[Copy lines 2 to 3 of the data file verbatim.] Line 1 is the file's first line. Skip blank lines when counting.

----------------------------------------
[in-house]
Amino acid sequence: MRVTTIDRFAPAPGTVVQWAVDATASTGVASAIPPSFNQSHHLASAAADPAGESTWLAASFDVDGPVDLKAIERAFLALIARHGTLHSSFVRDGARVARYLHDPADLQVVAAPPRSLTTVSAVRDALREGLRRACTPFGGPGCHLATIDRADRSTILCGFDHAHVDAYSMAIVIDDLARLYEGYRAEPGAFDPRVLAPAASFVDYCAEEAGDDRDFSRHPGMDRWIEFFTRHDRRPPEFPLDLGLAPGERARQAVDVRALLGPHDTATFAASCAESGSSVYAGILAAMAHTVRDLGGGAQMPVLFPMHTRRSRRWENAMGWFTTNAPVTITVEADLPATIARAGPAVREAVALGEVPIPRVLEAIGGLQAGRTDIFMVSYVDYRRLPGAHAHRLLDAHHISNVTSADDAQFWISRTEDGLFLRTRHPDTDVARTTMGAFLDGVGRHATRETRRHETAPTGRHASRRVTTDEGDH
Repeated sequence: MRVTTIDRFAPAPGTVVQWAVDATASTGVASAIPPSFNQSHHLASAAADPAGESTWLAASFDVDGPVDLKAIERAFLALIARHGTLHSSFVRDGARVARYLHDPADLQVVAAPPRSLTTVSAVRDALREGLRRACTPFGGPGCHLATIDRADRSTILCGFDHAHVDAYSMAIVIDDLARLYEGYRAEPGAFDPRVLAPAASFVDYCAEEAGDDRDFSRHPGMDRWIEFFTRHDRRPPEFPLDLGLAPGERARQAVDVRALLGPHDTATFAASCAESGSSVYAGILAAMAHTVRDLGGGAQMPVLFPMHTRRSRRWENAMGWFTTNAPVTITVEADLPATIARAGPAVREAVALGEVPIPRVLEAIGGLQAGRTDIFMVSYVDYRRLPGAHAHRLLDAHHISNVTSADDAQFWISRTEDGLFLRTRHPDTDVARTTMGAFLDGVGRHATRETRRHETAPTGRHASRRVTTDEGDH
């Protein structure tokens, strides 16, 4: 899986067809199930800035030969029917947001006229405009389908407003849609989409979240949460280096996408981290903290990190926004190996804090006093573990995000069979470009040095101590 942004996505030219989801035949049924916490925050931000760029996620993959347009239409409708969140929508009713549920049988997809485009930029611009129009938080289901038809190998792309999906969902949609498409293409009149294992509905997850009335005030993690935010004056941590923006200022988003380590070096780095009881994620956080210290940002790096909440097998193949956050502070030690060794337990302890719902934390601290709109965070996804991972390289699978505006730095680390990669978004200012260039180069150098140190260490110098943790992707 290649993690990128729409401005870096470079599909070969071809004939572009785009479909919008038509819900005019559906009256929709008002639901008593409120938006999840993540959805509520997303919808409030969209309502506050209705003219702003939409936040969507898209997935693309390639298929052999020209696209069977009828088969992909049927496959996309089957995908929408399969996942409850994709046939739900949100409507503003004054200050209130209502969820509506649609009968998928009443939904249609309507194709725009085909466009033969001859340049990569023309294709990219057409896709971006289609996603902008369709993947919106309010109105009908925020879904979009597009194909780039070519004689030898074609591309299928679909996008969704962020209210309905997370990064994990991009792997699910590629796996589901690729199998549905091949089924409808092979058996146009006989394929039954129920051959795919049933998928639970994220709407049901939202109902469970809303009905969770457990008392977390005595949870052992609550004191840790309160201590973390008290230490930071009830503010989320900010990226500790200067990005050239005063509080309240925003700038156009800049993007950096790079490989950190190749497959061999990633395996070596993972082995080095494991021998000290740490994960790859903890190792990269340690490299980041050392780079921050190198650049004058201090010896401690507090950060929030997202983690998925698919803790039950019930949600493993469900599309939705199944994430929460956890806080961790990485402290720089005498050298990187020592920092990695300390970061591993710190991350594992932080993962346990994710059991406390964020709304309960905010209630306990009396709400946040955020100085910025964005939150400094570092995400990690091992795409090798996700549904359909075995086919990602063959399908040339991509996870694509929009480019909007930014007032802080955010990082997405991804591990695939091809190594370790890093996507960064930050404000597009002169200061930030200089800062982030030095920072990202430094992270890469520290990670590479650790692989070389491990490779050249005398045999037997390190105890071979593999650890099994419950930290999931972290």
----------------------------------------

Amino acid sequence: MRVTTIDRFAPAPGTVVQWAVDATASTGVASAIPPSFNQSHHLASAAADPAGESTWLAASFDVDGPVDLKAIERAFLALIARHGTLHSSFVRDGARVARYLHDPADLQVVAAPPRSLTTVSAVRDALREGLRRACTPFGGPGCHLATIDRADRSTILCGFDHAHVDAYSMAIVIDDLARLYEGYRAEPGAFDPRVLAPAASFVDYCAEEAGDDRDFSRHPGMDRWIEFFTRHDRRPPEFPLDLGLAPGERARQAVDVRALLGPHDTATFAASCAESGSSVYAGILAAMAHTVRDLGGGAQMPVLFPMHTRRSRRWENAMGWFTTNAPVTITVEADLPATIARAGPAVREAVALGEVPIPRVLEAIGGLQAGRTDIFMVSYVDYRRLPGAHAHRLLDAHHISNVTSADDAQFWISRTEDGLFLRTRHPDTDVARTTMGAFLDGVGRHATRETRRHETAPTGRHASRRVTTDEGDH
Repeated sequence: MRVTTIDRFAPAPGTVVQWAVDATASTGVASAIPPSFNQSHHLASAAADPAGESTWLAASFDVDGPVDLKAIERAFLALIARHGTLHSSFVRDGARVARYLHDPADLQVVAAPPRSLTTVSAVRDALREGLRRACTPFGGPGCHLATIDRADRSTILCGFDHAHVDAYSMAIVIDDLARLYEGYRAEPGAFDPRVLAPAASFVDYCAEEAGDDRDFSRHPGMDRWIEFFTRHDRRPPEFPLDLGLAPGERARQAVDVRALLGPHDTATFAASCAESGSSVYAGILAAMAHTVRDLGGGAQMPVLFPMHTRRSRRWENAMGWFTTNAPVTITVEADLPATIARAGPAVREAVALGEVPIPRVLEAIGGLQAGRTDIFMVSYVDYRRLPGAHAHRLLDAHHISNVTSADDAQFWISRTEDGLFLRTRHPDTDVARTTMGAFLDGVGRHATRETRRHETAPTGRHASRRVTTDEGDH